Percocet is highly addictive. Its addictive potential is due to the opioid medication contained in the drug.

All opioids have a high potential for abuse, although addiction is a complex process that results from the combination of many personal variables and drug use.


Percocet (acetaminophen and oxycodone) combines two analgesic (pain-relieving) medications.

Acetaminophen is an over-the-counter medication that is included in familiar drugs like Tylenol. Oxycodone is a relatively potent opioid pain reliever.

Percocet tablets will typically contain 325 mg of acetaminophen and different doses of oxycodone, ranging from 2.5 mg to 10 mg.

Combining these two drugs into one medication offers an effective pain reliever that gives physicians more options to address different types of pain and discomfort in their patients.

Any substance containing oxycodone is a controlled substance (C II). It can only be legally acquired when one has a written prescription from a physician.

Abuse of Percocet

Figures for oxycodone use and misuse are available through the national survey conducted by the Substance Abuse and Mental Health Services Administration (SAMHSA). Estimates are derived from survey data.

  • In 2016, it was estimated that 27.6 million people took a product containing oxycodone at least once during the previous year.
  • Of the individuals taking oxycodone in 2016, it is estimated that about 3.9 million individuals reported misusing oxycodone at least once.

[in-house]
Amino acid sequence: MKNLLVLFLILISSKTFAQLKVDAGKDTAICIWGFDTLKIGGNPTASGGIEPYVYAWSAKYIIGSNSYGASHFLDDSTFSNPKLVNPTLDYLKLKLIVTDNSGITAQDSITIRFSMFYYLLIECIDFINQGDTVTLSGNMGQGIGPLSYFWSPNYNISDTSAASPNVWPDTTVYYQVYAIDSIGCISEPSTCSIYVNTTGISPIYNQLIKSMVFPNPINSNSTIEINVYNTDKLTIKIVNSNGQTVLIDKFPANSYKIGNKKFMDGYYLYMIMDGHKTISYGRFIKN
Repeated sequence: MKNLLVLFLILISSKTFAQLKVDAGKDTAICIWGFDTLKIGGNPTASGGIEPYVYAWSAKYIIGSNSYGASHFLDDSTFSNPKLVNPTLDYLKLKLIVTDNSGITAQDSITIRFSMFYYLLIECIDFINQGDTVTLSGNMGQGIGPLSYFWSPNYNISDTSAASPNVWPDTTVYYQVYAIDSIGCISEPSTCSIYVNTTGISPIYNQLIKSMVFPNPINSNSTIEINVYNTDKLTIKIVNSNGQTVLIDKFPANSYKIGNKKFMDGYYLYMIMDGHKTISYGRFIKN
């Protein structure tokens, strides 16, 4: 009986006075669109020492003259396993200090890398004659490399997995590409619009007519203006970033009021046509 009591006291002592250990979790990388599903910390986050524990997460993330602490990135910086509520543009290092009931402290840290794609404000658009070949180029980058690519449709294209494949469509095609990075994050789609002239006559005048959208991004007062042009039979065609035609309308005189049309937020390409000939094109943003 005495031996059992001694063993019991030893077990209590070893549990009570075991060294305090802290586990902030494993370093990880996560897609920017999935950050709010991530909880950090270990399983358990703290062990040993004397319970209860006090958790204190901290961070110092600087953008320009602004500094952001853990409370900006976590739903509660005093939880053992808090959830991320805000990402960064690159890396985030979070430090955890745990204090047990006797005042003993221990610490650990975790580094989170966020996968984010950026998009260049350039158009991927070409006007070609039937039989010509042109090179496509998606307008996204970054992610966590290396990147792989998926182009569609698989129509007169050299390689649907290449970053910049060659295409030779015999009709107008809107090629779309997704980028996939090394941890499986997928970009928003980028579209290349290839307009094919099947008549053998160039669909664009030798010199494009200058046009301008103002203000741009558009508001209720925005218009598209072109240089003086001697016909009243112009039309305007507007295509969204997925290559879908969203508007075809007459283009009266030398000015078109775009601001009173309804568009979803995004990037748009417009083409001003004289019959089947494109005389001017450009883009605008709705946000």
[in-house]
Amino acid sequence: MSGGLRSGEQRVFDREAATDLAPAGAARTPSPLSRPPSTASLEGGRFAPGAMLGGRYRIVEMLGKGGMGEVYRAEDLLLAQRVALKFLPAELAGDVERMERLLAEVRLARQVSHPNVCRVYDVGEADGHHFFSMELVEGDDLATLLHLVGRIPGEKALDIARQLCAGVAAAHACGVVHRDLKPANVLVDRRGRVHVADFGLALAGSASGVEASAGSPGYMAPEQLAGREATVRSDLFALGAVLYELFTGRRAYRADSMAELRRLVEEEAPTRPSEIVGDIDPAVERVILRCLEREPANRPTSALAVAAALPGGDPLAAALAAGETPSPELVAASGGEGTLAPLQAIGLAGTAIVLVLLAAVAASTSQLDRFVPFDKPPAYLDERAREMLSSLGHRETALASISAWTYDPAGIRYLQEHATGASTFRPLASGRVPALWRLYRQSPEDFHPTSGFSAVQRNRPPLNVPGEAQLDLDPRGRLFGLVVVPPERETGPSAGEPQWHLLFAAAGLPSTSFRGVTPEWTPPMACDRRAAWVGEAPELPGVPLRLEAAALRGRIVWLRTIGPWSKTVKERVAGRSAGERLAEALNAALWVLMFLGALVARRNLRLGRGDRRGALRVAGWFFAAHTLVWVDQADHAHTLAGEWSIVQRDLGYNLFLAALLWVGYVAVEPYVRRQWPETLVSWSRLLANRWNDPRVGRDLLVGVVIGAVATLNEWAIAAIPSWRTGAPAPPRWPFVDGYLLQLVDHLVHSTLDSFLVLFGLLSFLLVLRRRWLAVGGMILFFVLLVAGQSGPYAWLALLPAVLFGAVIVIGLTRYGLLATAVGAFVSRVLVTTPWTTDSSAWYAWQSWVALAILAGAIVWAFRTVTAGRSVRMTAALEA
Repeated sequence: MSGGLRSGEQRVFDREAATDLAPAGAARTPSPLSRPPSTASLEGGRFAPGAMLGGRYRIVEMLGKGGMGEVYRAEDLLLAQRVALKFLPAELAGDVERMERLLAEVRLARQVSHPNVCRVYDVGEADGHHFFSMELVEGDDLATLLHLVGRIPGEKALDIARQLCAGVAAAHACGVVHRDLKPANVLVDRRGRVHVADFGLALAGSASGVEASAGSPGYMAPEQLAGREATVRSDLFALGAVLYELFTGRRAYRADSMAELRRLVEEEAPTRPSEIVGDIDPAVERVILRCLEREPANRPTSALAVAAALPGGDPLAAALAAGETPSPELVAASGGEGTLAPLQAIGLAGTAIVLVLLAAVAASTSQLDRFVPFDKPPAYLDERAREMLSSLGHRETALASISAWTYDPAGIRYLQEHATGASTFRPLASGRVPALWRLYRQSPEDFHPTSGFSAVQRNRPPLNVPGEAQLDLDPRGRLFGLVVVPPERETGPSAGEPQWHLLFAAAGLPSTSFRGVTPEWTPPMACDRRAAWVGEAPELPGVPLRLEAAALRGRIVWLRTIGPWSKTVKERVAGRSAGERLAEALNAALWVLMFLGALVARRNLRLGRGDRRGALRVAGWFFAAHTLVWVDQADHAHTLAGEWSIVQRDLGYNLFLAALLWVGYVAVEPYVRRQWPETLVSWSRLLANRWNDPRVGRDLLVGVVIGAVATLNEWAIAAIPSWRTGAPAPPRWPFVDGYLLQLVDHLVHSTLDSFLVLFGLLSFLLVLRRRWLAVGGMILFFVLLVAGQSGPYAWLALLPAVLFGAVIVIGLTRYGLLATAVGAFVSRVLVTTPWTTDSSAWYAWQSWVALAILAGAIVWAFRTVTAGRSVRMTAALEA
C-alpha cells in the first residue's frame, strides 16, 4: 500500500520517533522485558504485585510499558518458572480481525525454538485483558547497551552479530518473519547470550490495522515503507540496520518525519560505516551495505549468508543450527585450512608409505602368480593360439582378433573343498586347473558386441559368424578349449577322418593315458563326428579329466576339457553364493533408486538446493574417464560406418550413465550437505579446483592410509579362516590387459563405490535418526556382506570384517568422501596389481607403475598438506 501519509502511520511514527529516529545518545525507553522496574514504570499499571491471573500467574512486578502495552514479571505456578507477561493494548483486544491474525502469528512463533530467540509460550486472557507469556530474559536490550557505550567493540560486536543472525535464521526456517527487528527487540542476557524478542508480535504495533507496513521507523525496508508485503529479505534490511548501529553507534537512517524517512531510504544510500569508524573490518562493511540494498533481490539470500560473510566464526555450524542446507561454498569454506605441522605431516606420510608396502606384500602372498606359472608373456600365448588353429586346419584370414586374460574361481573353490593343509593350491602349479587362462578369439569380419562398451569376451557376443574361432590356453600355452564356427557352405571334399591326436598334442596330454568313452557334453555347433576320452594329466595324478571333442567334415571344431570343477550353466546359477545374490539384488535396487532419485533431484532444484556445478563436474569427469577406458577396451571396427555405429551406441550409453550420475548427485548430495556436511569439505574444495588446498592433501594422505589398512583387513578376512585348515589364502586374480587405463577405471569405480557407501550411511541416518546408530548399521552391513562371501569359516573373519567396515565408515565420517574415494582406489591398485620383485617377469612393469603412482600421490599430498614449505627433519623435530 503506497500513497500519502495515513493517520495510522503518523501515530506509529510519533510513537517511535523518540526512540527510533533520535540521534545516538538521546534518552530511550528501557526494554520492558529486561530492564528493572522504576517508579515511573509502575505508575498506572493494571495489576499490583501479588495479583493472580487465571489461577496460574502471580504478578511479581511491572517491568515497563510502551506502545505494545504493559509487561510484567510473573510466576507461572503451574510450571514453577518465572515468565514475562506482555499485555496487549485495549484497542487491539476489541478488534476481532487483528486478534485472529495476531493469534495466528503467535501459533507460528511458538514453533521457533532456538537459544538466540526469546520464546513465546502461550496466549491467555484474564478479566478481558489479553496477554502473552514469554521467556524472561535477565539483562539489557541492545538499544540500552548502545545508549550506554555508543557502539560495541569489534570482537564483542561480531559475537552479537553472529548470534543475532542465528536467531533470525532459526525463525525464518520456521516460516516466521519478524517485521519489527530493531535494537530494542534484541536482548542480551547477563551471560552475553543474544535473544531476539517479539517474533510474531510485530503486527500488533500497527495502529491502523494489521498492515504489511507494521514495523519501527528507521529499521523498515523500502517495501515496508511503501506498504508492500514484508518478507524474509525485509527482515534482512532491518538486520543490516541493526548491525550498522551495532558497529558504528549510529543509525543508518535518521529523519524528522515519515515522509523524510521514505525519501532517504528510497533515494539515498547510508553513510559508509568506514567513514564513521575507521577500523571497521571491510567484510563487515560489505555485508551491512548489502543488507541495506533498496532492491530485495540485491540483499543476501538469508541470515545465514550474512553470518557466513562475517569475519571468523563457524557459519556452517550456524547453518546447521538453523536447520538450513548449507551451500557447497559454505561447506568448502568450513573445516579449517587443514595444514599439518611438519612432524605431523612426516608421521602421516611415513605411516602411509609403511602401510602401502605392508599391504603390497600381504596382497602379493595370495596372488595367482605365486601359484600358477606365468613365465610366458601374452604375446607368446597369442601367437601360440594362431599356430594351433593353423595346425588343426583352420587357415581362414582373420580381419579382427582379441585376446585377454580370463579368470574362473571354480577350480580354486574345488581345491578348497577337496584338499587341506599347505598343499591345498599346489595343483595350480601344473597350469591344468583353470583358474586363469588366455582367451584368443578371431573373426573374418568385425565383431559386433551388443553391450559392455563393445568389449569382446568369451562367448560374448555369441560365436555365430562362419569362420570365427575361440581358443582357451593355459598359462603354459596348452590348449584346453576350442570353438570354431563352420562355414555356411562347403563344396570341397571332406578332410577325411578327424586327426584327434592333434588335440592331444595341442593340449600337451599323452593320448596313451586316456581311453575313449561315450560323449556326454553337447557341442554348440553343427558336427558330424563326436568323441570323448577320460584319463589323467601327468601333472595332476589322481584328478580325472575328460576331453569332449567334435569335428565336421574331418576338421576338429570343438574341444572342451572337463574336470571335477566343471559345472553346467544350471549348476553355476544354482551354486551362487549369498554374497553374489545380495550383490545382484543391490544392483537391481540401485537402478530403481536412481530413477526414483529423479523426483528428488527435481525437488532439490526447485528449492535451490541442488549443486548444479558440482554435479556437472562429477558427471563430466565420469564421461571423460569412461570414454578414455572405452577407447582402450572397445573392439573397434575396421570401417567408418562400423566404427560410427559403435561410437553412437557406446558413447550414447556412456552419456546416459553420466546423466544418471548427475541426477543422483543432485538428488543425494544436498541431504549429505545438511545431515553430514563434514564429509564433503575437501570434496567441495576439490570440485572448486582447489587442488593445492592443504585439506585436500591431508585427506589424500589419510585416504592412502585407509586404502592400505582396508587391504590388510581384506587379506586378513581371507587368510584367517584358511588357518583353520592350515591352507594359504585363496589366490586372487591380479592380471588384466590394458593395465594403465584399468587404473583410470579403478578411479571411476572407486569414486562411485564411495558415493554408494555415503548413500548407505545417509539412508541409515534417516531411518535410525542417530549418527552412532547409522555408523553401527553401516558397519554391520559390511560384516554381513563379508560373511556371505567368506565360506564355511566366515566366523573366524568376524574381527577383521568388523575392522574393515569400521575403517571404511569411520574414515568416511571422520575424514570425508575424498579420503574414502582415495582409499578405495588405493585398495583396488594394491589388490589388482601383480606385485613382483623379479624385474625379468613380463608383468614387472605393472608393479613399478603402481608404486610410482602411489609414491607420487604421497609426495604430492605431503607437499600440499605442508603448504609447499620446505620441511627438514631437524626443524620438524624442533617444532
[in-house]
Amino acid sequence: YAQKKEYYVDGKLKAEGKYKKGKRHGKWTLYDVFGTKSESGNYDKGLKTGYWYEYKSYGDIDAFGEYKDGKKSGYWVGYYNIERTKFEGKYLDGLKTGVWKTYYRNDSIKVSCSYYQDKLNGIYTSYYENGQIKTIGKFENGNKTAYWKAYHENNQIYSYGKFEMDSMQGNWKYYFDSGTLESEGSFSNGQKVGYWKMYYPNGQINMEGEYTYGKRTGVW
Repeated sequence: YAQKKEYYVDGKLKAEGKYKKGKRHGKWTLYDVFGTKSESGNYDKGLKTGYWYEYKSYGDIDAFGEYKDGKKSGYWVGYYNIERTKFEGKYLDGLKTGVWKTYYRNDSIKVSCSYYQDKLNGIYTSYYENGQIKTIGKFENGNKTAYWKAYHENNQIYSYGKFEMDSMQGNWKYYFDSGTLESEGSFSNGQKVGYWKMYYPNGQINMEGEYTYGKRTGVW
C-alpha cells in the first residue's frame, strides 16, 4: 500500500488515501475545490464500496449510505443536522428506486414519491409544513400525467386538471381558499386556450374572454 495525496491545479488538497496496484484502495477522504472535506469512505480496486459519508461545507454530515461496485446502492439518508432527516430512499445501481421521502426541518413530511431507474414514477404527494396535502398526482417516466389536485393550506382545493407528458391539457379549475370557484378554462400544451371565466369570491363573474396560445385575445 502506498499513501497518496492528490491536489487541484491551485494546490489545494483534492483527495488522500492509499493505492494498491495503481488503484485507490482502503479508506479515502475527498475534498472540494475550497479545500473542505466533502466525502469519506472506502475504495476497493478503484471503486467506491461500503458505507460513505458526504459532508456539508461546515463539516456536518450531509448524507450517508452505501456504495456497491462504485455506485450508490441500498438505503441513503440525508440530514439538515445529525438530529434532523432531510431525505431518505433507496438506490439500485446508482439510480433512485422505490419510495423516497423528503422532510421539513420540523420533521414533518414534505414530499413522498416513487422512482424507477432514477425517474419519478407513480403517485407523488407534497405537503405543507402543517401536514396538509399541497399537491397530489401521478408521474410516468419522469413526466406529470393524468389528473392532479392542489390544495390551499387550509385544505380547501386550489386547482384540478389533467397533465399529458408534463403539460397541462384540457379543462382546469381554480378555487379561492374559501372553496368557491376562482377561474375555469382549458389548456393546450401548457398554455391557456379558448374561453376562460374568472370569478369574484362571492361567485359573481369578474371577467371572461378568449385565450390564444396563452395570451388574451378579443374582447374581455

• In 2017, it was estimated that 26.7 million individuals used a product containing oxycodone at least once in the previous year.
  • Of the individuals reported using oxycodone at least once in 2017, it was estimated that 3.7 million individuals misused an oxycodone product at least once.

What the Figures Suggest

Based on survey data, it can be seen that about 14 to 15 percent of individuals who use an oxycodone product will misuse it at least once.

Further estimates based on data from SAMHSA and other sources suggest that about 8 to 10 percent of individuals who use an oxycodone product develop a substance use disorder as a result of oxycodone use (an opioid use disorder or opioid addiction).

Is Percocet Addictive?

Not everyone who uses an oxycodone product like Percocet will misuse it, and the number of individuals who develop an addiction to opioids like oxycodone is relatively small.

However, products containing oxycodone are considered to have a severe potential for abuse and the development of an addiction. The development of any form of addictive behavior is a result of many interacting factors.

Alterations in the Brain Due to Oxycodone Abuse

The potential of oxycodone products and other opioids to result in addiction is partly based on their mechanism of action.

Briefly, opioid drugs attach to receptor sites in the brain that are specialized for neurotransmitters that are designed to relieve stress, pain, and feelings of exertion. Some of these neurotransmitters are known as endorphins and enkephalins. Using opioids relieves these feelings and also results in some feelings of well-being and euphoria.

The continued use of opioids results in the development of tolerance to the drug (needing more of the drug to achieve the same effects). There is a reaction in the person’s system to counteract the effects of the drug by producing more neurotransmitters and other substances that have the opposite effects that the drug produces.